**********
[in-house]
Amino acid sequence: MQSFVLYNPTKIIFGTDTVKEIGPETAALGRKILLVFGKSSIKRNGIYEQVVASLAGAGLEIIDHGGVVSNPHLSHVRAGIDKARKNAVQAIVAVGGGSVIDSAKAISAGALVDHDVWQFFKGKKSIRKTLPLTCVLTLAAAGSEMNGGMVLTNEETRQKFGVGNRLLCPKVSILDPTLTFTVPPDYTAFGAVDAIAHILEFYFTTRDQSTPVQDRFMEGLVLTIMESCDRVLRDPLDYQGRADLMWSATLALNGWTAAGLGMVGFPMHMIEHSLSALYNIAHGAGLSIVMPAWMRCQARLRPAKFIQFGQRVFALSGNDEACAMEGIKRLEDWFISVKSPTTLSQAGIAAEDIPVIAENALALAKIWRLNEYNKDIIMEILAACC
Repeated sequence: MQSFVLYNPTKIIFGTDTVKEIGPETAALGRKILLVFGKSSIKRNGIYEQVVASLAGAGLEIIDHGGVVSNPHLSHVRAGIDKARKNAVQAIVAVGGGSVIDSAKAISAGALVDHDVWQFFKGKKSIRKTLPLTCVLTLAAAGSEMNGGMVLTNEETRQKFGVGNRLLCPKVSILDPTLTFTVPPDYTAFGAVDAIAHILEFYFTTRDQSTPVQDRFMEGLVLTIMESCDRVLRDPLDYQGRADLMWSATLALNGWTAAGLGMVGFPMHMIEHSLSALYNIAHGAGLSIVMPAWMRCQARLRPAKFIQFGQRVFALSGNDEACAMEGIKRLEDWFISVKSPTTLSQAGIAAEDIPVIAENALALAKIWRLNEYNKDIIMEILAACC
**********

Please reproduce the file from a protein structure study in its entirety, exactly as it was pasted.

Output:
[in-house]
Amino acid sequence: MQSFVLYNPTKIIFGTDTVKEIGPETAALGRKILLVFGKSSIKRNGIYEQVVASLAGAGLEIIDHGGVVSNPHLSHVRAGIDKARKNAVQAIVAVGGGSVIDSAKAISAGALVDHDVWQFFKGKKSIRKTLPLTCVLTLAAAGSEMNGGMVLTNEETRQKFGVGNRLLCPKVSILDPTLTFTVPPDYTAFGAVDAIAHILEFYFTTRDQSTPVQDRFMEGLVLTIMESCDRVLRDPLDYQGRADLMWSATLALNGWTAAGLGMVGFPMHMIEHSLSALYNIAHGAGLSIVMPAWMRCQARLRPAKFIQFGQRVFALSGNDEACAMEGIKRLEDWFISVKSPTTLSQAGIAAEDIPVIAENALALAKIWRLNEYNKDIIMEILAACC
Repeated sequence: MQSFVLYNPTKIIFGTDTVKEIGPETAALGRKILLVFGKSSIKRNGIYEQVVASLAGAGLEIIDHGGVVSNPHLSHVRAGIDKARKNAVQAIVAVGGGSVIDSAKAISAGALVDHDVWQFFKGKKSIRKTLPLTCVLTLAAAGSEMNGGMVLTNEETRQKFGVGNRLLCPKVSILDPTLTFTVPPDYTAFGAVDAIAHILEFYFTTRDQSTPVQDRFMEGLVLTIMESCDRVLRDPLDYQGRADLMWSATLALNGWTAAGLGMVGFPMHMIEHSLSALYNIAHGAGLSIVMPAWMRCQARLRPAKFIQFGQRVFALSGNDEACAMEGIKRLEDWFISVKSPTTLSQAGIAAEDIPVIAENALALAKIWRLNEYNKDIIMEILAACC